Writer and blogger holding fintech accountable.
There are many ways in which the world is divided up: borders, differing cultures, and even vast masses of water serve to partition the globe. Preference per region for Messenger apps is one of the less initially visible ways this is done.
Although much of the world uses a combination of Facebook messenger and WhatsApp as their primary communication method, the Asian region is much more fragmented. LINE dominates the regions of Japan, Taiwan and Thailand whilst Kakao is the king in the South Korean Peninsula. Despite only claiming the one country of China, WeChat’s sizeable user base is something that it has actively tapped into. All of the above-mentioned apps have made steps to monetize by making the shift from social messenger apps to payment apps. In other words, they are using their existing audience to dip their toes in the territory of fintech and digital banking in doing so altering our views on finance.
However, no other messaging app has managed to do this more than WeChat. As depicted in this YouTube video (below), through the magic of QR codes China has made its Messenger app a be-all-end-all one-stop-shop for payment.
The app can be used for services such as taxis and cleaning, bike rental and even for self-service convenience stores where all payment is done in-app. This technology is extremely innovative and represents a landmark in cashless payments.
However, the privacy implications for this kind of all-in-one app are huge. As pointed out by the New York Times, this enables the app to collect a staggering volume of personal data about you. Whilst Google does collect data about you, the fact that usage of WeChat follows you into your offline life too means that such data can be easily personably identifiable.
Moreover, as revealed by Amnesty International, WeChat’s privacy measures leave much to be desired. One example of this is how the app does not offer end-to-end encryption on its messages. Tencent, the company behind WeChat, has also been continually accused of handing over data to the Chinese government leaving some of China’s younger tech-savvy class to leave the messenger app. That’s not to mention how such apps and services psychologically take away the financial gravity of over-spending.
However, due to its widespread adoption, the app effectively locks you into its ecosystem meaning that there are real-world consequences for deleting it such as losing contact with relatives or being unable to pay for certain services. Moreover, this kind of hegemonic control over the individual is something that other app companies have been looking to implement into their messenger apps too. In particular, the Japanese messaging app Line is attempting to overthrow Japan’s love of cold harsh cash with QR code payments.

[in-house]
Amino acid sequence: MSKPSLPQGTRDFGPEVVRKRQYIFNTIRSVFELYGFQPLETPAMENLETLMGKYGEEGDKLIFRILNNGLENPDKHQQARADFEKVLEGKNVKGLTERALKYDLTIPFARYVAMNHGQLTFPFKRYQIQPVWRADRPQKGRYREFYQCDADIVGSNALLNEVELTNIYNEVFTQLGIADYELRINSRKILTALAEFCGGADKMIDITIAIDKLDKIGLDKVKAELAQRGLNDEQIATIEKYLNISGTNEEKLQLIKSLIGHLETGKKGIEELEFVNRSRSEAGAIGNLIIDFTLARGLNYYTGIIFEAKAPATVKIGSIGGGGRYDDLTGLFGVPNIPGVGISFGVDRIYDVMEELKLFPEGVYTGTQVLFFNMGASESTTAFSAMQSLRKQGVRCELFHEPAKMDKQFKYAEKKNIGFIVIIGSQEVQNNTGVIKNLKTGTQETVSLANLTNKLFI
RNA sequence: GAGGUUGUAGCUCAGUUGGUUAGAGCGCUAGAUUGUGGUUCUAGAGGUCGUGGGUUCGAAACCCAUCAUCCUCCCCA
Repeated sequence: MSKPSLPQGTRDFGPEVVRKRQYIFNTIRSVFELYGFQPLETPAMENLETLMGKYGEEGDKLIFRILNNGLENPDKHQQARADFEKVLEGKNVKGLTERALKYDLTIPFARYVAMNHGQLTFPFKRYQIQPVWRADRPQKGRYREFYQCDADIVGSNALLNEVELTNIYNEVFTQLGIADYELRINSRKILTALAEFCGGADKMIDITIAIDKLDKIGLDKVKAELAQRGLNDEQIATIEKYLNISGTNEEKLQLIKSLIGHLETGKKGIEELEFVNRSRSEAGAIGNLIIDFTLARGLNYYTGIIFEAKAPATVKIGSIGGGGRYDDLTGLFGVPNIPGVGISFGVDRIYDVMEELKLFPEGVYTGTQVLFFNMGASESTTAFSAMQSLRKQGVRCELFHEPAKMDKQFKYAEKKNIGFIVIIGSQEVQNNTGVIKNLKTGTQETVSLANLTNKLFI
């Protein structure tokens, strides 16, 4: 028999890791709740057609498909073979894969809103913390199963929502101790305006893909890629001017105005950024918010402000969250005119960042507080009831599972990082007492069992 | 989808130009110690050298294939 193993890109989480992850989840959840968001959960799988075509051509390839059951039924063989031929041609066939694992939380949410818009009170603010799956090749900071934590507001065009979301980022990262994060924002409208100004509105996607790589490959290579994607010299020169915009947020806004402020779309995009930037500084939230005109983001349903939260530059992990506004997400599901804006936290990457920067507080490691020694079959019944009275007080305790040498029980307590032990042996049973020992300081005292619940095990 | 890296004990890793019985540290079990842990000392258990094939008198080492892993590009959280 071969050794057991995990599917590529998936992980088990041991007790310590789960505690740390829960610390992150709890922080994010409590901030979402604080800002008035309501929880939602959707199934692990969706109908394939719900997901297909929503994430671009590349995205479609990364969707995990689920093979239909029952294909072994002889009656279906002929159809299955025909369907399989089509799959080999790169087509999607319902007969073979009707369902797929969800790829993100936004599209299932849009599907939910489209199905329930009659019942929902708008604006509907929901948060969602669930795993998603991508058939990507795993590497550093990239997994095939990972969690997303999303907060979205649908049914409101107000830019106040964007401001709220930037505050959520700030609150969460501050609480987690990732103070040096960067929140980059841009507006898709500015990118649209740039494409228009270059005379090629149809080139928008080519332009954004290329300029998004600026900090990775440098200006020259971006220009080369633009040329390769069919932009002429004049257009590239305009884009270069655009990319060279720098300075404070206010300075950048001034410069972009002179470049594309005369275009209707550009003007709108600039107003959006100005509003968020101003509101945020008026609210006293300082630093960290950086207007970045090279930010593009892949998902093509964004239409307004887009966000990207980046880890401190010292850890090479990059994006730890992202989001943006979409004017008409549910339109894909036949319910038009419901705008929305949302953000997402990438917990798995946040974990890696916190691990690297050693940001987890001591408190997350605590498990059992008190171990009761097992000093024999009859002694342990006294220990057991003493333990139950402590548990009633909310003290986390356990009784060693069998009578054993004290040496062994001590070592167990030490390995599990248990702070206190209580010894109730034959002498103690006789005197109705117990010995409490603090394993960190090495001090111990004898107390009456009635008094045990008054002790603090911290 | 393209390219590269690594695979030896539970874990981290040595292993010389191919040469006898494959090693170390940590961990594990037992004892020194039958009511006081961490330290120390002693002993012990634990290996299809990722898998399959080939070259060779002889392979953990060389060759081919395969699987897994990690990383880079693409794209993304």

However, in recent years Western messaging apps have also been trying to get a piece of the QR code payment pie. Facebook’s WhatsApp pay is due to launch at the end of this month (May 2020) in India. By allowing people to send payments to anyone, suggests that what WeChat is doing may be on the horizon for WhatsApp. However, instead of China, Facebook is using India as the equally lucrative and rapidly changing playground to experiment. Interestingly, the firm is using the pandemic as a way to drive users saying that it is a safer way to make transactions during this troubled time.
Moreover, Zuckerberg is also aiming to make sending payments as quick and easy as sending a photo. His plan is to make our messaging apps directly linked to commerce and thus a place where businesses can directly contact us. This marks a dramatic change from the previous intent of such messenger apps where its purpose existed purely to extend our contact with other humans. The already implemented features such as the Instagram Shopping tab suggest that Zuckerberg’s plan is to monetize this connection.
However, the firm looks like it may run into trouble. Despite still being in its beta stages, the payment solution is under investigation for anti-trust complaints. In particular, the Competition Commission of India is assessing the claim that WhatsApp is abusing its dominant position by offering payment services to its already existing large user base. Previously, the payment solution has also faced problems in regards to compliance with data regulations.
The fact that Facebook has continued to face problems yet persevere infers an arrogance that due to its monopoly it will eventually overpower regulation. In other words, there is a suggestion that Facebook is aiming to create a product first and let regulation catch up later.
With plans to introduce loan services after its WhatsApp Pay rollout, perhaps India is right to attempt to halt its introduction. A combination of credit and collection of a surplus of data that a messenger turned payment app offers could spark serious questions surrounding not only the privacy of our social lives but also our financial ones. Quick and easy access to credit has already proved a dangerous combination to young Chinese.
Moreover, if WhatsApp Pay sees significant adoption, what is a reality in China may become the new normal in India. The fact that WhatsApp already has a sizable user base it can tap into suggests that this is a significant possibility.
Such success would pave the way for its introduction in western countries and elsewhere. The big question is whether we will trade our privacy for the convenience of a QR code be-all-end-all payment solution. The story of cashless payment penetration in China suggests that the answer to this question is already clear.
Previously published on: https://digitalbankdigest.substack.com/p/the-privacy-implication-of-messenger
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